Need advice from stone fabricators

cani123March 18, 2014

I noticed that the quartzite I selected (madreperola) has a fiberglass protector (netting?) on the back and on the sides. The sides of the slab are all a nice even edge. In discussions with the salesman he mentioned that the slabs are resin coated and explained that is standard practice and said the netting is done by certain suppliers. I told him that I had just read something about resin and that it could come off. He showed me a slab of a different material that had a big hole that was filled with resin and he said that was probably what I had read about.

I did not see any areas on my slab that looked like there were any holes or cracks that were filled. So for those of you in the know, I would like clarification on whether this is a good stone with the way it is protected by the netting on the back and sides or if it is an inferior stone being held together. I can get a refund if I don't want it , so I'd really like to know if I should be alarmed or if it really is standard practice for stones to be resin coated. The other question I have is why would it need to be sealed if it has a resin coating.

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I am a fabricator.

The netting on the back of the stone is done to provide some additional mechanical integrity for stones that are more easily cracked or broken. These stones are somewhat more of a challenge to the fabricator but a non-issue for the end user.

Today many slabs are resined at the factory. Many stones, when polished, have very small (too small to feel with a fingertip) "pits" that are visible when the stone is viewed with certain lighting and viewing angle. This makes the stone less valuable commercially because the public expects the stone to be glassy smooth.

The resining process impregnates a very thin layer of resin into the stone BEFORE polishing. Once polished the "pits" are gone because the resin fills them. The actual resin layer is very thin; less than a 1/10 of an inch.

Resined slabs can often be identified easily in the slab yard by looking at the edges of the slab. You can see "drips" where the resin overflowed the top of the stone and left a residue on the edge of the slab. (This would not be true for slabs with sawn edges as the rough outer edge with the residue will have already been sawn away.)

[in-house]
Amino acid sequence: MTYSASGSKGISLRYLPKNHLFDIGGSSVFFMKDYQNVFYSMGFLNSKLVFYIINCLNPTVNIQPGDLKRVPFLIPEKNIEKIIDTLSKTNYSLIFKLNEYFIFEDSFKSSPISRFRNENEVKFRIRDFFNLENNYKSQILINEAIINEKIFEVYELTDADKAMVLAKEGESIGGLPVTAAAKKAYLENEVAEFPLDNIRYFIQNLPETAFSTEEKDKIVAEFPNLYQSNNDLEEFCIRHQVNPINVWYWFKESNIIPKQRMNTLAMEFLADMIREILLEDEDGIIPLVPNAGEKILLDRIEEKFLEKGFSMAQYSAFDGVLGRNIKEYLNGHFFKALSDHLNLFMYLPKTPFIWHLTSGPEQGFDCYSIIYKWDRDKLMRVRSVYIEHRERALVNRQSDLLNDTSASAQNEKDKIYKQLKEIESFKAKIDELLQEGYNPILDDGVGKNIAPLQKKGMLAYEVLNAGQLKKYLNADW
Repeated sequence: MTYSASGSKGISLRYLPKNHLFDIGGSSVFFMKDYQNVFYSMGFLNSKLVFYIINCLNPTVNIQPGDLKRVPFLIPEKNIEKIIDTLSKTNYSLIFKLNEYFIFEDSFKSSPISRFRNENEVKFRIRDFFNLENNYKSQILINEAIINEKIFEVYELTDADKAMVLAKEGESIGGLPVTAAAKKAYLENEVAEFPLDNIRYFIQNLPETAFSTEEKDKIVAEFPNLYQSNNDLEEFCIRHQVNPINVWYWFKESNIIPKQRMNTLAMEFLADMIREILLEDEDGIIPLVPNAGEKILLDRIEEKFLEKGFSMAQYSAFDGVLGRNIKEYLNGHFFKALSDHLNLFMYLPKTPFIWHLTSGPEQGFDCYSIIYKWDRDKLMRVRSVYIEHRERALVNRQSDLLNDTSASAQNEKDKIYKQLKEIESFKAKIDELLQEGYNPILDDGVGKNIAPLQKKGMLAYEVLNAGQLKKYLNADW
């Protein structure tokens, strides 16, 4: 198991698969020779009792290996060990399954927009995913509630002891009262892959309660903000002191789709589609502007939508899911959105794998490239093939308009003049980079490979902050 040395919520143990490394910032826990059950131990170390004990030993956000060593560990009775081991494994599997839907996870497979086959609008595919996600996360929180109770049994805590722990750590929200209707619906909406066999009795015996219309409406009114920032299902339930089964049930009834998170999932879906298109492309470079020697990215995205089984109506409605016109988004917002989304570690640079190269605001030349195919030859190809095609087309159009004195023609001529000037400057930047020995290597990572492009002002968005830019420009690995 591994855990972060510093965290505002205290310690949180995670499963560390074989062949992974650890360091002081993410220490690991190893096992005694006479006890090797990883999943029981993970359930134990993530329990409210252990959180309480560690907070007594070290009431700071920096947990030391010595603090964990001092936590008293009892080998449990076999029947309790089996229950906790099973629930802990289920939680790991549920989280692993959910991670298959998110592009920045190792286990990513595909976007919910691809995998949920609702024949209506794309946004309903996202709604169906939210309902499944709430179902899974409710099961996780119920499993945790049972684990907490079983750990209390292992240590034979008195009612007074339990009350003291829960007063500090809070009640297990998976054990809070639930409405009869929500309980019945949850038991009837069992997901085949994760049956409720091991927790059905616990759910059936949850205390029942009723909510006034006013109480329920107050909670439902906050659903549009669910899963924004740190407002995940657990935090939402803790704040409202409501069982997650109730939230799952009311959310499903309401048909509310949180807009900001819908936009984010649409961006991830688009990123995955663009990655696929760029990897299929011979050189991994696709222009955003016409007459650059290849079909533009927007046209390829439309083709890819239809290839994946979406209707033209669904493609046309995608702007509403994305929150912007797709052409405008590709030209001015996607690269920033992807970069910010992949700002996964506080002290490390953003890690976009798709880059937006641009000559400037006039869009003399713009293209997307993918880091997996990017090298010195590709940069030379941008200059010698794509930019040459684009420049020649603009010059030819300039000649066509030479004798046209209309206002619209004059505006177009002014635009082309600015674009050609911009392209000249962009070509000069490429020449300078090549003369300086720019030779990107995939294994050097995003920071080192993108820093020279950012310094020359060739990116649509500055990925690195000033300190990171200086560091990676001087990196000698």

Resined stone can create one challenge to the fabricator. Lighter stone will be slightly darker when resined which can make the polished edges noticably lighter. A competent fabricator is aware of this and uses a product during finishing that darkens up the edges enough to match the resined top surface.

Resin does not "come off". Your stone supplier was probably right when he showed you a large area of fill and said that was most likely what someone was talking about.

Resined slabs, because the very top of the stone is impregnated during the resining process typically would not need to be sealed.

    Bookmark   March 18, 2014 at 9:39AM
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To reinforce Oldryder's statements, don't be alarmed to see netting on the back, it's very common.

Most stones have resin applied during the polishing process, the resin is ground off when they complete the final few grits of grinding/polishing. There is no resin left on the surface, it just fills imperfections.

Although in theory, resined slabs should not need an impregnating sealer applied, in reality many resined stones still may need to be sealed.

    Bookmark   March 18, 2014 at 7:09PM
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Thank you so much for your replies. I feel I don't need to stress so much any more. I feel better about the resin now.
I was just reading a post "help me choose a quartzite for my island" posted by socom. She posted pictures from the stone yard of three quartzite slabs. I noticed that only one has the backing and the sides finished off. So my question is why would only that one have it ? Is that due to the preference of the supplier to protect the stone or do they use that backing only on specific stones? I think I have seen the backing before but not how the sides are finished off.

Thank you for taking the time to explain everything.

    Bookmark   March 19, 2014 at 1:13AM
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When looking with my son at slabs for their kitchen, I noticed that more slabs had backing then when we did our kitchen (around 2006). Also I saw quite a few of the totally even edged slabs you describe (which look quite odd when used to the sliced off the block and polished uneven edged slabs). There weren't any of those when we did our kitchen. It seems likely that both are mostly due to changing the way slabs are produced rather than slabs getting more fragile.

Some times it seemed that some of the more expensive stones had that squared off and net back treatment so perhaps it is being done to protect an expensive stone in some cases rather than because the stone is particularly fragile.

Our quartzite slab (in 2006) was resined but didn't have a net back. The resin hasn't caused any problem.

    Bookmark   March 19, 2014 at 2:32AM
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